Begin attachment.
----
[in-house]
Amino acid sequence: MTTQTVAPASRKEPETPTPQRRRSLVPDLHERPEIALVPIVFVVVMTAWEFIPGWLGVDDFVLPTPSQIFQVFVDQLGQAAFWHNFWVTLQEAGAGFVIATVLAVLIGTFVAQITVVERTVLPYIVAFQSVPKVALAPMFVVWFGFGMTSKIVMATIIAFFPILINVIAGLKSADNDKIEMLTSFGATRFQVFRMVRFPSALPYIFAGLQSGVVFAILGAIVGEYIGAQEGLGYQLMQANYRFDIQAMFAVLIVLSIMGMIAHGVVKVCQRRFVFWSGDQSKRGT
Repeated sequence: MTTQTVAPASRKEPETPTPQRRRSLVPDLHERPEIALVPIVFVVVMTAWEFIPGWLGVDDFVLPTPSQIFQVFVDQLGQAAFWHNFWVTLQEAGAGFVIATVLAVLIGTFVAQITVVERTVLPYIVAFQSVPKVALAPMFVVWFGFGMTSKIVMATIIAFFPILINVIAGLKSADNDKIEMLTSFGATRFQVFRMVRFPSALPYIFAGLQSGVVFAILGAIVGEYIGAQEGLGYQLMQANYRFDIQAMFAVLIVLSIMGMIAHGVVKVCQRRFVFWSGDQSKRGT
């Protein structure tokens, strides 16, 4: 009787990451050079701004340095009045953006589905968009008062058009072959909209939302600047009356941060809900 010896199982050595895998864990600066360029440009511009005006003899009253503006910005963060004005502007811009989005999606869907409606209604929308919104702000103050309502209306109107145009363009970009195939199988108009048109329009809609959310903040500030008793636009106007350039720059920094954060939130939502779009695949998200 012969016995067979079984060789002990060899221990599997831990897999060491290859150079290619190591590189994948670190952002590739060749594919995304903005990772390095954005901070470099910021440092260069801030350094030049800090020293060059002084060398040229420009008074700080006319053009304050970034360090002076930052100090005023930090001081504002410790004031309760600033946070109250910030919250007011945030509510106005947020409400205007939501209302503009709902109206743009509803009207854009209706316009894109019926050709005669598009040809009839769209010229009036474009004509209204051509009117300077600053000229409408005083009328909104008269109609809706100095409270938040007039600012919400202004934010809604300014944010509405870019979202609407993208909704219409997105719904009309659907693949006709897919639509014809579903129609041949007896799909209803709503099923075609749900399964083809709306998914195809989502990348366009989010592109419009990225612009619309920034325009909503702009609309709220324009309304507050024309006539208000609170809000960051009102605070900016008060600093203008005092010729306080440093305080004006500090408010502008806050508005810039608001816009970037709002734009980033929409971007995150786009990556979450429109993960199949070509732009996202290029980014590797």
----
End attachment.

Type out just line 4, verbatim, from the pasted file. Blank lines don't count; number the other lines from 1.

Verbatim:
């Protein structure tokens, strides 16, 4: 009787990451050079701004340095009045953006589905968009008062058009072959909209939302600047009356941060809900 010896199982050595895998864990600066360029440009511009005006003899009253503006910005963060004005502007811009989005999606869907409606209604929308919104702000103050309502209306109107145009363009970009195939199988108009048109329009809609959310903040500030008793636009106007350039720059920094954060939130939502779009695949998200 012969016995067979079984060789002990060899221990599997831990897999060491290859150079290619190591590189994948670190952002590739060749594919995304903005990772390095954005901070470099910021440092260069801030350094030049800090020293060059002084060398040229420009008074700080006319053009304050970034360090002076930052100090005023930090001081504002410790004031309760600033946070109250910030919250007011945030509510106005947020409400205007939501209302503009709902109206743009509803009207854009209706316009894109019926050709005669598009040809009839769209010229009036474009004509209204051509009117300077600053000229409408005083009328909104008269109609809706100095409270938040007039600012919400202004934010809604300014944010509405870019979202609407993208909704219409997105719904009309659907693949006709897919639509014809579903129609041949007896799909209803709503099923075609749900399964083809709306998914195809989502990348366009989010592109419009990225612009619309920034325009909503702009609309709220324009309304507050024309006539208000609170809000960051009102605070900016008060600093203008005092010729306080440093305080004006500090408010502008806050508005810039608001816009970037709002734009980033929409971007995150786009990556979450429109993960199949070509732009996202290029980014590797």